Machine learning is the talk of the town but is it going to crush statistical forecasting completely? The recent success of machine learning in the M5 competition has inspired some commentators to predict the death of statistical forecasting, but I think they are cutting corners. While machine learning is rightfully claiming its place in demand forecasting, there are good reasons to believe that even many years from now it will be used in conjunction with statistical forecasting, as a complementary rather than substitute technique. Here’s why.
Let me first briefly summarize the principles of statistical forecasting. The technology is all about using statistical techniques such as regression, sampling, and hypothesis testing on historical time series of sales data. The technique allows historical trends, seasonal patterns, and correlations with external factors to be identified. Trends are extrapolated, based on the assumption that past behavior is the best predictor of the future.
The frequently used Holt-Winters model, for example, essentially extrapolates the average values, trends, and cyclical behavior of the past to predict the future. The figure below illustrates what it does, showing the historical time series in blue and the extrapolated data in red.
Now, you don’t need a master’s degree in statistics to understand that the Covid-19 pandemic severely disturbed the time series in 2020 and into 2021, which undermines their predictive value. Demand forecasters now need to apply several additional techniques to smooth out or otherwise adjust the historical time series before using them to compute the forecast.
Does machine learning (ML) solve that problem? Not at all. Just like statistical forecasting, ML uses historical data, including the recent time series where its predictive value was undermined by the virus. The old GIGO principle (garbage in, garbage out) applies to ML as much as to statistical forecasting.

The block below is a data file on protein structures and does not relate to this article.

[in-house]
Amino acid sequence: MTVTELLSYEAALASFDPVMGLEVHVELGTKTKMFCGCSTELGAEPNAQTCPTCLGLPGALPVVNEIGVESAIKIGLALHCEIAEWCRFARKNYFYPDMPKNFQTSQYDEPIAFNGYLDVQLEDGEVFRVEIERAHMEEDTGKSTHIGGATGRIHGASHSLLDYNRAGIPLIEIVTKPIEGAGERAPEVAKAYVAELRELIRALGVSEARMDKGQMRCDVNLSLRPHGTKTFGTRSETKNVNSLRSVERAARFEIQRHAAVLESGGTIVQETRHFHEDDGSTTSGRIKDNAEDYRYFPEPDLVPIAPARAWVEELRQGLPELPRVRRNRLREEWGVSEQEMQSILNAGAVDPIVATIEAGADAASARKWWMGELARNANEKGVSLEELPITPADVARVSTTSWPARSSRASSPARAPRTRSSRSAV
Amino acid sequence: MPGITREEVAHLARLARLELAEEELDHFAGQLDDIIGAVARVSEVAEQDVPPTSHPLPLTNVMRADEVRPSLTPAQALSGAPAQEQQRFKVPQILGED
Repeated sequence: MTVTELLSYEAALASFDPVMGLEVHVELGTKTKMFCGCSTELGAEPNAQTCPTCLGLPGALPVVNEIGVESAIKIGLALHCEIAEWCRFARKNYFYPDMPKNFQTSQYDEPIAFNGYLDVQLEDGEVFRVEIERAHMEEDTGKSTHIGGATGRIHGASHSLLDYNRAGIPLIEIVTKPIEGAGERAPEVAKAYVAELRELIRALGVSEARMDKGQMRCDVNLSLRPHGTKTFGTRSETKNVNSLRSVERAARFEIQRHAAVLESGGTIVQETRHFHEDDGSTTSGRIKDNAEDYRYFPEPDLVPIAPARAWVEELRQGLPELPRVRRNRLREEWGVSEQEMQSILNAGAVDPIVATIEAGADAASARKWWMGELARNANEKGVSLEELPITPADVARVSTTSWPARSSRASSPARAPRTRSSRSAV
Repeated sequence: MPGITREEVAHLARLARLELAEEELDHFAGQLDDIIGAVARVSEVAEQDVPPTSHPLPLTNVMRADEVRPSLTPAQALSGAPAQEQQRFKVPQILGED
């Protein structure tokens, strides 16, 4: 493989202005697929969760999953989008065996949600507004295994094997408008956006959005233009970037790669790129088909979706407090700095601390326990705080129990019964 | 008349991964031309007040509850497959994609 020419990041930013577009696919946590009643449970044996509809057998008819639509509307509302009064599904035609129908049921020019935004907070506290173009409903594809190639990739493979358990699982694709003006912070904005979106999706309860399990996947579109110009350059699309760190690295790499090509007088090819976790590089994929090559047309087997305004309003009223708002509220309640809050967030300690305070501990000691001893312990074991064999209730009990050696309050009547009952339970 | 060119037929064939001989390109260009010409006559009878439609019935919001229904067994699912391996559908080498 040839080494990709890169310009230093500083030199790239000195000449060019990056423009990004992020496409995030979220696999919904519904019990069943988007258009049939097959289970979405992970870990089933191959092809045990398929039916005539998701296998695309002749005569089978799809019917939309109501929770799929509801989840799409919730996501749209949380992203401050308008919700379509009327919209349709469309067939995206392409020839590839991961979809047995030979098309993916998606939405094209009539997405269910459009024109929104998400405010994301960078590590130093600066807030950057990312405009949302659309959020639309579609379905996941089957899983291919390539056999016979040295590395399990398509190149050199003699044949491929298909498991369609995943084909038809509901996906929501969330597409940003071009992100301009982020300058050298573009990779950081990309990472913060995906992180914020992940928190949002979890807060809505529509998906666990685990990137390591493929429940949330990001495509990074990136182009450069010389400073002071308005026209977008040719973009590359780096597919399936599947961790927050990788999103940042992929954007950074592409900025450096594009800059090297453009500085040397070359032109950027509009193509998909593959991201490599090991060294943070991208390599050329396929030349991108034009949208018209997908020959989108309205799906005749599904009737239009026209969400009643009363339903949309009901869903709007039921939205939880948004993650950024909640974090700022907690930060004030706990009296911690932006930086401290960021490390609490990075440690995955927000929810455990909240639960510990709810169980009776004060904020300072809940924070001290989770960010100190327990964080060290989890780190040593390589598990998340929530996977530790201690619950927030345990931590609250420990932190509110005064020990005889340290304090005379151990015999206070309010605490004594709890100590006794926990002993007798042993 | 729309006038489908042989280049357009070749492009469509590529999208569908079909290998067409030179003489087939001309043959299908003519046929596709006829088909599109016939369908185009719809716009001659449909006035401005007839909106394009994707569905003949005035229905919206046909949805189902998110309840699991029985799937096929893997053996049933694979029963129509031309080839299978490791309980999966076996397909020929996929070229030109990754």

But ML does use these historical data in a completely different way, and that presents opportunities. Put simply, the neural network technique links inputs to outputs. There’s no need to define the model equation upfront. You just feed the machine with huge amounts of (carefully selected) input and output data, perhaps shipment data from a large number of products at different time intervals. Then, you let the machine identify patterns in the way the data are linked. This is the so-called learning phase during which the machine is trained and ‘wires’ its neural network
This immediately highlights one of the biggest appeals of ML: you can relatively easily feed it with a much broader range of data, with almost no modeling effort. You can add sales or shipment data from different products in the same product family, product master data, calendar data, promotional data, orders, point-of-sale data, the weather, and economic factors. ML identifies patterns somewhat ingenuously but if you’re feeding it with the right data you can make it smarter and smarter over time.
Will this mean the end of statistical forecasting, as some have suggested after ML’s success in the M5 competition? Not so fast. The M5 competition used only one particular dataset, and we’re not so sure that the winning models would also work well on other datasets. There are also some downsides to ML, for example:
Machine learning does have great potential but it does not guarantee the best forecast. Naive as they are, machines sometimes see patterns where there are none. And they are vulnerable to disrupted historical data in much the same way as statistical forecasting. I think it’s very likely that ML and statistical forecasting will be used as complementary techniques for many years to come. And neither can do without human intelligence, but that’s another story.
Do you want to know more about demand forecasting? Let me know how I can help!
Lennert oversees the R&D of OMP for Demand Management. He is mostly driven by looking for innovations that make our customer’s demand planning journey more manageable and, at the same time, more effective.